However, research shows that this narcissism is exaggerated. Very few Gen Yers consider becoming famous an important life goal (about 4%, the same as for older generations). Nevertheless, Millennials do have a need to be unique. As Joeri Van den Bergh puts it, “The continous media and peer benchmarks, as well a society and partent stimlating Gen Yers to turn their life into a success story affects their thinking and behavior.” (How Cool Brands Stay Hot, p. 29)
My Life: The Story
In his book, “A Million Miles in a Thousand Years: What I Learned While Editing My Life“, Don Miller describes how it happened that his best-selling memoir, “Blue Like Jazz”, came to be made into a soon to be released indie-film, with seed funding gathered through Kickstarter. His aha moment came when he realized that he was to be the star of his own story, and yet it would be a ‘fictional Don’ on the screen, “the person I wanted to be, the person worth telling stories about.”
The book describes Miller’s exploration of what makes a good story, how life stories differ from real life (there are rarely any climatic moments in real life, things don’t always work out at the end) and the ways they are similar (the importance of overcoming conflict, positive and negative turns, inciting incidents, memorable moments, character transformation). He notes that characters have to face their greatest fears with courage to make a story good, and something needs to be at stake more than whether the protagonist will get a new car or promotion. In this way, Miller challenges himself and his readers to consider whether the story your life is telling is the story you really want to tell? It’s a great book, and I’m looking forward to the movie.
Miller’s book prompted me to think about the stories Millennials are telling themselves and each other. I think many Millennials already conceptualize themselves as characters in their own narrative.
They are challenging themselves to create meaningful lives, and this means building more into their plot lines than the usual education, career, marriage, and retirement. They want their stories to be interesting, to them and others. In other words, they are making a movie, figuratively and in some cases literally. They are directing and sharing their stories with friends via Facebook, Flickr, and Youtube. Every status update is designed to engage their audience by pushing the narrative along.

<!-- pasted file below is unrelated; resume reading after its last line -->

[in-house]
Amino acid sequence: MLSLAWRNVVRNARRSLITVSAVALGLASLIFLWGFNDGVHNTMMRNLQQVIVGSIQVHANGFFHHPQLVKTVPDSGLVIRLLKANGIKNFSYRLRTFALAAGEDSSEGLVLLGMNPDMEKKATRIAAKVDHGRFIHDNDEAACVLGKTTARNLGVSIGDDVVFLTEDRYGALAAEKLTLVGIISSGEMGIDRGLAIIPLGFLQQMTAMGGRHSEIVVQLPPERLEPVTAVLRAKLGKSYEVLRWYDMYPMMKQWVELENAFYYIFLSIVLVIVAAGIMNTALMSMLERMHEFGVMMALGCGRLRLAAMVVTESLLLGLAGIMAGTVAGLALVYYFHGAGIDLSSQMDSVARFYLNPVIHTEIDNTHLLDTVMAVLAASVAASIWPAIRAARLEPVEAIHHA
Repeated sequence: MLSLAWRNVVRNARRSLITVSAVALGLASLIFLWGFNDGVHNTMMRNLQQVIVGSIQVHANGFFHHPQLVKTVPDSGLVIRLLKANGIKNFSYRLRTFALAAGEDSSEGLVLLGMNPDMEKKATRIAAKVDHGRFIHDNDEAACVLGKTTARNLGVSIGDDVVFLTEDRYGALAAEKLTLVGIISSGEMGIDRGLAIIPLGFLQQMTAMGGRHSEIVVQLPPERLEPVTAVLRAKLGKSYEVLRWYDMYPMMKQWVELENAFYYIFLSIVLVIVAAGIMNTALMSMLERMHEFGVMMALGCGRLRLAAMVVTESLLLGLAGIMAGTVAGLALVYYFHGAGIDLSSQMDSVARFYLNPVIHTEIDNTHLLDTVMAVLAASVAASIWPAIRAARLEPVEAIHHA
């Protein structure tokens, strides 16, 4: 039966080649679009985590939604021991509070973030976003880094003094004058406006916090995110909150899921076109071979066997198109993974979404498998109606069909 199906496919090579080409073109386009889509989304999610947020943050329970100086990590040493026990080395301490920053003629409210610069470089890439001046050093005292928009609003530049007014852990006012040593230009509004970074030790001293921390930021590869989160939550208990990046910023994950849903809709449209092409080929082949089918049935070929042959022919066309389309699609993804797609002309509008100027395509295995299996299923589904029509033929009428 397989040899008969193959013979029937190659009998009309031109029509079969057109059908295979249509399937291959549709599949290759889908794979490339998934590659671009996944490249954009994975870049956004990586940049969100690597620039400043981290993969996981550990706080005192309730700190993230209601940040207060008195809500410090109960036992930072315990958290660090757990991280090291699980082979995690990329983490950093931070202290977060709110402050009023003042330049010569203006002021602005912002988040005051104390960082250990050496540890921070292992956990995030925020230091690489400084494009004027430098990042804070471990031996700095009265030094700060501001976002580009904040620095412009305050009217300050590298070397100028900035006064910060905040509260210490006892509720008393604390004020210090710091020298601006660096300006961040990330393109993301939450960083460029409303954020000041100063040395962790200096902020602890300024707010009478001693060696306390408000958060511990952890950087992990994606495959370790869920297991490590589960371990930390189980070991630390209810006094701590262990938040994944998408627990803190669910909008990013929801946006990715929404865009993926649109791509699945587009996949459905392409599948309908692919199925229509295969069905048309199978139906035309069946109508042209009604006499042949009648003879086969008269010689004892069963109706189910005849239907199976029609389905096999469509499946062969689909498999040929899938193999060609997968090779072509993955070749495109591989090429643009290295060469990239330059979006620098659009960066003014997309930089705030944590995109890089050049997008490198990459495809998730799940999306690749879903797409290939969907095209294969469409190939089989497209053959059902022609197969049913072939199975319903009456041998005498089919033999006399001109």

Those with a more creative bent and a camera have taken this a step further and create actual movies. I’m told that engagement videos are now hot among Gen Y, and indeed, there is an entire engagement video community on Vimeo.
My favorite engagement video is “Luck – S + J Wedding Proposal at the Bowery Hotel“. It made me laugh and cry – very romantic and definitely worth watching if you have the time. What makes this video so wonderful is that it tells the story of their entire marriage as the way to propose. The groom to be has already envisioned the entire narrative arc. I won’t spoil it by revealing the ending, but I am struck at how much of a MOVIE this is. It has character development, conflict, a beginning and a cool resolution.
According to Forrester’s Technographics segmentation, about 24% of web users are ‘Creators’, defined as those who who have, within the previous month, posted to a blog, updated a web page or uploaded a video that they themselves may have created. They tend to be younger and are somewhat more likely to be male. 33% of those 25-34 are classified as creators, and 36% of men in that age group are Creators.
For marketers, understanding Millennial’s desire to shape and broadcast their stories is the insight that can make any marketing program, campaign or promotion more participative. Rather than tell your brands’ story, why not give your audience an opportunity to tell theirs?